Few Education Updates about Spanish Higher Education System

Few Education Updates about Spanish Higher Education System

Posted on 12 May 2014 Views ( 741 )

In 2009 the Spanish government launched a policy initiative, Estrategia Universidad 2015, with a goal aiming to boost the competitiveness of Spanish universities. Internationalization is one of the main goals of the strategy, which: 

  • Offers quality assurance mechanisms for international recognition and accreditation of qualifications obtained in Spain.
  • Sets as a goal the increase of the number of students, researchers, and International professors.
  • Encourages cooperation with foreign universities.
  • Provides incentives for the launch of international PhDs and Masters, including programmes in English and French.
  • Provides a framework for the quality of services offered to international students and academics, including residence and language courses, and
  • Enhances integration into the emerging Latin American higher education space and European Higher Education Area.

Spain’s leadership is already proven in internationalization. According to 2010-11 data released by the European Commission last May, Spain sends and receives more Erasmus students than any other European country. Since its introduction in 1987, the Erasmus programme has transformed the culture of Spanish universities, incentivizing them to establish international offices and create their own exchange programmes with other regions apart from Europe, using Erasmus as a model. The launch of the Alfa Puentes programme will probably help them to increase their presence in Latin America.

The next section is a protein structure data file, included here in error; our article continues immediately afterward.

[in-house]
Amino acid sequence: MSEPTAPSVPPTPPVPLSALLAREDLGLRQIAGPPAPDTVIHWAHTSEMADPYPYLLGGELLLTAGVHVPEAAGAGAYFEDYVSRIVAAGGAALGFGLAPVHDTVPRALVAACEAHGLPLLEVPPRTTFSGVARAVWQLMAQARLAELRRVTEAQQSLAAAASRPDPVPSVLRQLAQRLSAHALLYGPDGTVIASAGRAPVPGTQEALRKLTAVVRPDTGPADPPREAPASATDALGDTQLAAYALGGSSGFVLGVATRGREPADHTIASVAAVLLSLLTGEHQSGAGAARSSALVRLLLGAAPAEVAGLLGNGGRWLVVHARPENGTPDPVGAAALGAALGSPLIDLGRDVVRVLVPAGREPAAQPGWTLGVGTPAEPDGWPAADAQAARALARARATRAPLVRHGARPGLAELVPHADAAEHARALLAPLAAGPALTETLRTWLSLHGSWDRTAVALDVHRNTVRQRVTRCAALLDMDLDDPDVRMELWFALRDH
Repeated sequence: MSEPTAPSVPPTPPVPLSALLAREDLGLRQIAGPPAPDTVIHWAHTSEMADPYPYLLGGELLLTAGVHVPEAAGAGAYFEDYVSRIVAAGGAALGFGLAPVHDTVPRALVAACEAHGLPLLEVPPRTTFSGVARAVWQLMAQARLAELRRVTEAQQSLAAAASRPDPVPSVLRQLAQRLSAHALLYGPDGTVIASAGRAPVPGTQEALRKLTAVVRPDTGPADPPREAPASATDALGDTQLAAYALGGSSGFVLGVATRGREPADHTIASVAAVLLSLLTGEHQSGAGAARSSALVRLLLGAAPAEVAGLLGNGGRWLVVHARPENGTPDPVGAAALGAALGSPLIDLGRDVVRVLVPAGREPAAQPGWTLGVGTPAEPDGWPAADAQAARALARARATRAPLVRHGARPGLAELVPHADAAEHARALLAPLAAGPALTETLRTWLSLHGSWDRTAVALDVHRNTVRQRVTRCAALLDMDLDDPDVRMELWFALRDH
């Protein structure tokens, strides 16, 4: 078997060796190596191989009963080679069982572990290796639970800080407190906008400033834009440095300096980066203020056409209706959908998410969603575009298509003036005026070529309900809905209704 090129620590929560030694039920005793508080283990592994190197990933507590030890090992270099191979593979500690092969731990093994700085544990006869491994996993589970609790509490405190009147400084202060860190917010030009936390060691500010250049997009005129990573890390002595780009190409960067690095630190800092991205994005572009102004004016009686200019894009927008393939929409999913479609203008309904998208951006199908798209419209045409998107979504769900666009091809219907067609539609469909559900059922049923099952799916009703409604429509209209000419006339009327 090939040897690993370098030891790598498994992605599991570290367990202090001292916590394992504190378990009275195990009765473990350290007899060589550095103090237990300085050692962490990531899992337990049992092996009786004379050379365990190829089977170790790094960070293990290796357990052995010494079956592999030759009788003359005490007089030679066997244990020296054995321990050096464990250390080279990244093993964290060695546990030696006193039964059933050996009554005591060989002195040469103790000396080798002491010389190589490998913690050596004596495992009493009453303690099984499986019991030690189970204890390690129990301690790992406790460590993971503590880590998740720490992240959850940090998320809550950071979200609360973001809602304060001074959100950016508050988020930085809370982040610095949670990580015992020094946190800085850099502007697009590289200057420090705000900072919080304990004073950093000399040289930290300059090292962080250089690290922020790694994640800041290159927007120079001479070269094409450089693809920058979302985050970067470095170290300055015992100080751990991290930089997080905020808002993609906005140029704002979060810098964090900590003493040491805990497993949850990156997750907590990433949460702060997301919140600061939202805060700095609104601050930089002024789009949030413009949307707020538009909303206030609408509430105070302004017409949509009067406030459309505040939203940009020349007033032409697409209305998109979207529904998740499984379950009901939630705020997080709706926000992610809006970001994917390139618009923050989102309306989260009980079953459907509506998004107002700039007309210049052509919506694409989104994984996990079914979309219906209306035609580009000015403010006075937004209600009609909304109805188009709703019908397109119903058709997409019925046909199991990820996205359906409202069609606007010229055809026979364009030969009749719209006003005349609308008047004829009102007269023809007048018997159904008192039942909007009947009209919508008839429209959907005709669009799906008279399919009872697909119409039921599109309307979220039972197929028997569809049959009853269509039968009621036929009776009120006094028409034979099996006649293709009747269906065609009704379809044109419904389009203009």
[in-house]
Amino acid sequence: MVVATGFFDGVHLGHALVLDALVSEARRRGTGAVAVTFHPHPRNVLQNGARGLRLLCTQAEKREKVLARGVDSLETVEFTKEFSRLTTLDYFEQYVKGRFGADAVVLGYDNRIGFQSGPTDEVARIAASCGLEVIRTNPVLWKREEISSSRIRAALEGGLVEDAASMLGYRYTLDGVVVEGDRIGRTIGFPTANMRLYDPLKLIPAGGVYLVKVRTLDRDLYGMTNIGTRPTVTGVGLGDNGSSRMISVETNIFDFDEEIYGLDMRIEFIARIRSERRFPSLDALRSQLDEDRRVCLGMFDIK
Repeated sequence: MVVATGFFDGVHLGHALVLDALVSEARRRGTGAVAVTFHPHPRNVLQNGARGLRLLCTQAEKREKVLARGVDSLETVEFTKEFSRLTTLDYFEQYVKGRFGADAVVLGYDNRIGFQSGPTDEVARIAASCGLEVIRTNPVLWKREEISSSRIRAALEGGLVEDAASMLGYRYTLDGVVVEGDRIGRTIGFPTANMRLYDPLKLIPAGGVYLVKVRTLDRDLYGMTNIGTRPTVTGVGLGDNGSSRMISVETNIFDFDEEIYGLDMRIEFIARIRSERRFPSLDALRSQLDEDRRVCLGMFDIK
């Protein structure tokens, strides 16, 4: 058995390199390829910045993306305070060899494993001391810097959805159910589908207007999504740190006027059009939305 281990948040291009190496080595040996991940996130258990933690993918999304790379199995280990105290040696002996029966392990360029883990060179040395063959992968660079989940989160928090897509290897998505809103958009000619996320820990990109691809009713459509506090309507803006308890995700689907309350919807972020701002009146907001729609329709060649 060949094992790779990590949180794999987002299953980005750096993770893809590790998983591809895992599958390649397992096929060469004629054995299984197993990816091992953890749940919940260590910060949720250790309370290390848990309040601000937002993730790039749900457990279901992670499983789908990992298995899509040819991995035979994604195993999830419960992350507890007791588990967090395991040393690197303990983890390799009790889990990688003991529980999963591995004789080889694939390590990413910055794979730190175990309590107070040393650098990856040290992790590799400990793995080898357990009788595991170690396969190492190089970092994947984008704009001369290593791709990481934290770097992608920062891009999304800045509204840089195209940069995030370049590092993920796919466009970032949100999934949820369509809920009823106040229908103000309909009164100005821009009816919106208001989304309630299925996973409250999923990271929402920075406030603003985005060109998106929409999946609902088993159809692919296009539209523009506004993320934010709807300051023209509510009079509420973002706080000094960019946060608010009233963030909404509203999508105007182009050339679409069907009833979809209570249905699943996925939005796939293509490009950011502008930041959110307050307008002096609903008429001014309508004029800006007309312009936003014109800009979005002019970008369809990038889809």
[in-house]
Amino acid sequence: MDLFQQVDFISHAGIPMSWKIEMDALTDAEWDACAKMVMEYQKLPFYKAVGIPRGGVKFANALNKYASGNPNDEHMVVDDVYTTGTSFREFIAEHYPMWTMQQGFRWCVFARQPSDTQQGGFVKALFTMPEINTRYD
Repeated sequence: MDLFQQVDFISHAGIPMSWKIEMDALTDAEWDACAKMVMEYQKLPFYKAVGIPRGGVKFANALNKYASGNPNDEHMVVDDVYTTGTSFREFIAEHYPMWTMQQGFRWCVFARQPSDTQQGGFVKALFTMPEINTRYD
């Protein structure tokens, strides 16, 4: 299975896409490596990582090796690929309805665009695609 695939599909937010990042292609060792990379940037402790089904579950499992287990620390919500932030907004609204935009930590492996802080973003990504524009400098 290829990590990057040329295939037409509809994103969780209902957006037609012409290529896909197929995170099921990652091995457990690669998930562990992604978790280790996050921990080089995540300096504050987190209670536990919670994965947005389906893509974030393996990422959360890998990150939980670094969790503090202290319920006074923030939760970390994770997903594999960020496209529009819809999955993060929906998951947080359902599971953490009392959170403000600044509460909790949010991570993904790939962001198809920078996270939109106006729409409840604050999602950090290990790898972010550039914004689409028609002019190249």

Spain has invested heavily on Higher Education. In 1998 the nation spent less than the OECD average on higher education per student. Ten years on, it had managed to match the OECD average.

Spanish government aims to reduce public spending on education from 4.9% to 3.9% of GDP in five years, for a target saving of €10bn ($12.4bn).

Two changes seem to be essential in Spain: Internationalization and reform. In Spain these can be at state, regional, or at local rather than at National level.

According to the nature of Spanish governance, the states have extended powers in many sectors, including higher education.

In Spain, the autonomous government of Valencia (Generalitat Valenciana) has provided land and other means of support to Berklee College of Music to set up a branch campus in the city.

Spain fare very well in terms of International student recruitment. According to OECD data, Spain had 85,000 International students in 2009. The nation had a global market share of 1.2% in the year 2000, which increased to 2.3% in 2009.

Spain's comparative advantage is its access to the Latin American market.

Now Spanish Universities are thinking of expansion abroad. SDA Bocconi School of Management, Milan is the first university from a non-English speaking country to set up a branch campus in India.

In Spain there was a rise in the number of enrolments and applications in 2011 due to the crisis and surprisingly, this was predicted long before in the 2010 OECD survey reports.

Students are not able to study faster as they have to work at the same time and this has become a major concern in Spain. A student loan system might stimulate students to study instead of work and thereby reduce unemployment rates among younger people.